Seneca residents get info on Republic Wind project

PHOTO BY VICKI JOHNSON Two unidentified women look over one of about 10 information boards during a pre-application open house Wednesday evening at Green Springs VFW.

GREEN SPRINGS — APEX Clean Energy, a company proposing about 60 wind turbines in the Republic Wind project, hosted a pre-application open house Wednesday evening at Green Springs VFW to provide a project overview — one step in the process of getting the project approved.

The company intends to file an application with the Ohio Power Siting Board within 90 days for a facility that would generate 200 megawatts of electricity.

However, application approval hinges on the outcome of legislation being considered by the Ohio Legislature that would change regulations affecting where wind turbines can be erected.

If approved, the bills would reduce restrictions on setbacks that determine turbine placement enacted in 2014 legislation.

John Arehart III, senior development manager for APEX, said hosting the open house before the legislation outcome is known shows residents and state legislators the company’s interest in investing in Ohio and the Republic Wind region. He said the meeting was a precursor to submitting an application with the siting board, the state agency which makes decisions on wind projects.

The proposed project area in Seneca and Sandusky counties covers about 30,000 acres — roughly south of Green Springs, north of Republic and southwest of Bellevue. Arehart said 250 landowners have signed leases to take part in the project.

If it’s approved, Arehart said the area is to benefit from $1.8 million annually to school districts, townships and counties for 30 years — a total of $38 million to landowners, $36 million to schools and $18 million to counties and townships.

He said the project also is to create 100 jobs during six months of construction, and 10 long-term jobs maintaining turbines.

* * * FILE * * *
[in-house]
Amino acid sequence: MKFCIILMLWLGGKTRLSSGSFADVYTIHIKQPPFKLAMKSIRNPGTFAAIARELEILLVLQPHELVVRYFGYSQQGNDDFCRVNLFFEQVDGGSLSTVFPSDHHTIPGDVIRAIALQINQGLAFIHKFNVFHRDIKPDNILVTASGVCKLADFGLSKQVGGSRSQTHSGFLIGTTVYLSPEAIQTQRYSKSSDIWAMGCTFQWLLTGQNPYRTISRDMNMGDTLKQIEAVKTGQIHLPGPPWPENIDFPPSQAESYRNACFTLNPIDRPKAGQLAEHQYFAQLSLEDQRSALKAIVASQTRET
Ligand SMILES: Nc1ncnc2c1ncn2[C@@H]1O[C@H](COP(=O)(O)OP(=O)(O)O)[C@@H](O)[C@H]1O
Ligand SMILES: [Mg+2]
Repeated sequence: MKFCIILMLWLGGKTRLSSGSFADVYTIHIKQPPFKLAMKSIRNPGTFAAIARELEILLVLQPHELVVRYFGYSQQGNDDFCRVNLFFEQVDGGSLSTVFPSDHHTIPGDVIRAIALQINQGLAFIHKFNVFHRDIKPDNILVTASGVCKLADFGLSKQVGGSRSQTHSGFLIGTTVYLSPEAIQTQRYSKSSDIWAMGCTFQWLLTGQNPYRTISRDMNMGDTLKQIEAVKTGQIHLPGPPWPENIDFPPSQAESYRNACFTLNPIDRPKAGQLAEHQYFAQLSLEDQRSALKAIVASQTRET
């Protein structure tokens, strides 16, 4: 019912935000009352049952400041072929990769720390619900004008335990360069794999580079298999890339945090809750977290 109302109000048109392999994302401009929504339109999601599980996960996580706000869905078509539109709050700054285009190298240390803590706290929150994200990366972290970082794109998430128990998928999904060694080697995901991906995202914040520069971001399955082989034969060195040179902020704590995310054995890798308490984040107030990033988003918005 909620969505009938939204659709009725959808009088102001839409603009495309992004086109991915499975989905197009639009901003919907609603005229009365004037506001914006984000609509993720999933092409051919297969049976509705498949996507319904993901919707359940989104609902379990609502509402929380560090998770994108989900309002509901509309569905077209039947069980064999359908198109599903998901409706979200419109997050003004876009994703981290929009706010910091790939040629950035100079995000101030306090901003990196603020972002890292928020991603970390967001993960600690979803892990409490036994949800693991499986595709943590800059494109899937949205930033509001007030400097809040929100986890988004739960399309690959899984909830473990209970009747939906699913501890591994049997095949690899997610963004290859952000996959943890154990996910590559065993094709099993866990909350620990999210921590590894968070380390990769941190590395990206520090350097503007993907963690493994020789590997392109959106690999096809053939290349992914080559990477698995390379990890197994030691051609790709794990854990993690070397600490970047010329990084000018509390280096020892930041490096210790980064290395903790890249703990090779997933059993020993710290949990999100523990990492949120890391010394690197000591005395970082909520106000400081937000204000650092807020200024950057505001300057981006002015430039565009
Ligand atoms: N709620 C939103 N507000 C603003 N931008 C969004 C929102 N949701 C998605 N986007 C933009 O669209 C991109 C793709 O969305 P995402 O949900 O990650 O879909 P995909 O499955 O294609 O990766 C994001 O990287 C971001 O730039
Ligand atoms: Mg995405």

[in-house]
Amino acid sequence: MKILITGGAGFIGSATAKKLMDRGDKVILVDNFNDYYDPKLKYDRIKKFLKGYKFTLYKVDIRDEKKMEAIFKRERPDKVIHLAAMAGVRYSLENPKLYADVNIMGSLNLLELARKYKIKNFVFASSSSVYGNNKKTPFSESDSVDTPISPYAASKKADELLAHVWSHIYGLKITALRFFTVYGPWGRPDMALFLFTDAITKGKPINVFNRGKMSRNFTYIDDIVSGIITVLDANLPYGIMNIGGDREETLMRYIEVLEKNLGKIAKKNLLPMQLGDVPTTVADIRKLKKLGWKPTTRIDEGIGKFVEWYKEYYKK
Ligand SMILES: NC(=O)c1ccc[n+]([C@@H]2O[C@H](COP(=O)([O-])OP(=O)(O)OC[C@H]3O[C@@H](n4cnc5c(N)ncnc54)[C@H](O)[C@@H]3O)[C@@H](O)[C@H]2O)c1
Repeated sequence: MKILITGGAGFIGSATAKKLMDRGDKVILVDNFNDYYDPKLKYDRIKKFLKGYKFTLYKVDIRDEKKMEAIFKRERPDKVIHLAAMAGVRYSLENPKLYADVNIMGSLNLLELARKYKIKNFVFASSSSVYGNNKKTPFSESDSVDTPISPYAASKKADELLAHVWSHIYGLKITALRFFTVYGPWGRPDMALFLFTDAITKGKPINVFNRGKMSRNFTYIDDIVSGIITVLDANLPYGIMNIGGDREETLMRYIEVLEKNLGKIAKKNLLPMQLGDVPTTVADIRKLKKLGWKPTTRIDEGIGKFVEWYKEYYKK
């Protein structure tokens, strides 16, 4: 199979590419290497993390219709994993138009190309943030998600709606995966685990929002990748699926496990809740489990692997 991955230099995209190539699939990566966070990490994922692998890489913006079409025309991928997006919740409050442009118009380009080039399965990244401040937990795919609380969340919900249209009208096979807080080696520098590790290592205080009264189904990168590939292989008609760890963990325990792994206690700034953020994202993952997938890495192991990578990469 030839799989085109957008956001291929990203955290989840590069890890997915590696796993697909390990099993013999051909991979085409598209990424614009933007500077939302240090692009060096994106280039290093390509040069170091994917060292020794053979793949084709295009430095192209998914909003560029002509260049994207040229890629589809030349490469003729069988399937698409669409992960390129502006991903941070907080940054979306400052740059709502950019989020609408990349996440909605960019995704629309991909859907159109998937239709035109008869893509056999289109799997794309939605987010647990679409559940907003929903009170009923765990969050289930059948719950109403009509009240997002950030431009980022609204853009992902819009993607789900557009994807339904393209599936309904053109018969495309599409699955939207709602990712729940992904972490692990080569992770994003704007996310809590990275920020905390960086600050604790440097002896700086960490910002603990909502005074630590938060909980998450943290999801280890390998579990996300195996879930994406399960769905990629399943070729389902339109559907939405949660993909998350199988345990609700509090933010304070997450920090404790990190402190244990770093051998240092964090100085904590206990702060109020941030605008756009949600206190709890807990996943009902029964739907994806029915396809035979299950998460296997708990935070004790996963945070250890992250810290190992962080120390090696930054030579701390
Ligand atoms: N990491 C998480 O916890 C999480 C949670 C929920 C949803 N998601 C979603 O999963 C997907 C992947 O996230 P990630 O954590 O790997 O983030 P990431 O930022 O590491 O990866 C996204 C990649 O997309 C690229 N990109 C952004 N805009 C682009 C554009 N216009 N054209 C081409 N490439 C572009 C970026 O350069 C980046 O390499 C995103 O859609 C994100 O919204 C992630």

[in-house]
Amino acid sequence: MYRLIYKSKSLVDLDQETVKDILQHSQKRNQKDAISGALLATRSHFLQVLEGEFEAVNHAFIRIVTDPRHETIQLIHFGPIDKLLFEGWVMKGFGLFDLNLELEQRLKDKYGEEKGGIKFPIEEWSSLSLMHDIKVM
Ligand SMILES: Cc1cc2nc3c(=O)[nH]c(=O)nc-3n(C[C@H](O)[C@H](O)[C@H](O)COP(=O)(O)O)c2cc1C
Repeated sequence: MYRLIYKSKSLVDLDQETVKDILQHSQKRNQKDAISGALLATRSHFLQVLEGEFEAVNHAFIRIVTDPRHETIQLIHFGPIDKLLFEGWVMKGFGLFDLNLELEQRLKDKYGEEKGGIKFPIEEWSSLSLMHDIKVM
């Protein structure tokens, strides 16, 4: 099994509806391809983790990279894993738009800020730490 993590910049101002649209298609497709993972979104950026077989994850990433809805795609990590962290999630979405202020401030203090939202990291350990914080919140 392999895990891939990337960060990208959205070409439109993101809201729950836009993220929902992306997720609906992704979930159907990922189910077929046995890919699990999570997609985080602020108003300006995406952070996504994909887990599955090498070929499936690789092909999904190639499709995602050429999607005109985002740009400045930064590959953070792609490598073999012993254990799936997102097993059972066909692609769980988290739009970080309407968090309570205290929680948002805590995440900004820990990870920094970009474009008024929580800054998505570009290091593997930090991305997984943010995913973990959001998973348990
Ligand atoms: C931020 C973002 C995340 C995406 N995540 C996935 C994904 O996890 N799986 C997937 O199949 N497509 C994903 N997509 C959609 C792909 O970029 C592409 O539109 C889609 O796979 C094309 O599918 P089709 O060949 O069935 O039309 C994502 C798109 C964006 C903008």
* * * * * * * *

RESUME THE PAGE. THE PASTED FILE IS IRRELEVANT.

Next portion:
Arehart said construction would take about six months.

A crowded room of people attended the open house, taking turns looking at several maps and displays explaining project details.

Gary Baldosser of rural Republic, who lives and farms within the project boundaries, said he favors the project and plans to participate. He testified in June for APEX before the Ohio Senate Finance Committee asking that legislation be approved changing setback requirements to pre-2014 levels.

However, Chris Zeman of rural Republic said he’s forming a group opposing the wind project called Seneca Anti-Wind Union. He invited people to visit a new Facebook page.

“We’re trying to inform people about the importance of the setbacks and destruction of the viewshed,” he said.

He said he’s against the project because of safety concerns, potential noise from moving blades and obstructed views from 55-66 wind turbines that generate electricity only 35 percent of the time.

Arnie Depinet of Republic said he owns a “fair amount” of land in the project area and has signed leases with the company to have turbines on his land.

He said his main reason is to benefit area schools financially, but also townships and the counties.

Before making his decision, Depinet said he visited areas that have operating wind facilities and talked to the people who lived there.

In projects between Fort Wayne, Indiana, and Van Wert and near Grand Rapids, Michigan, he said he talked to several people who all were happy with the turbines.

“The turbines are a good thing for everybody,” he said.

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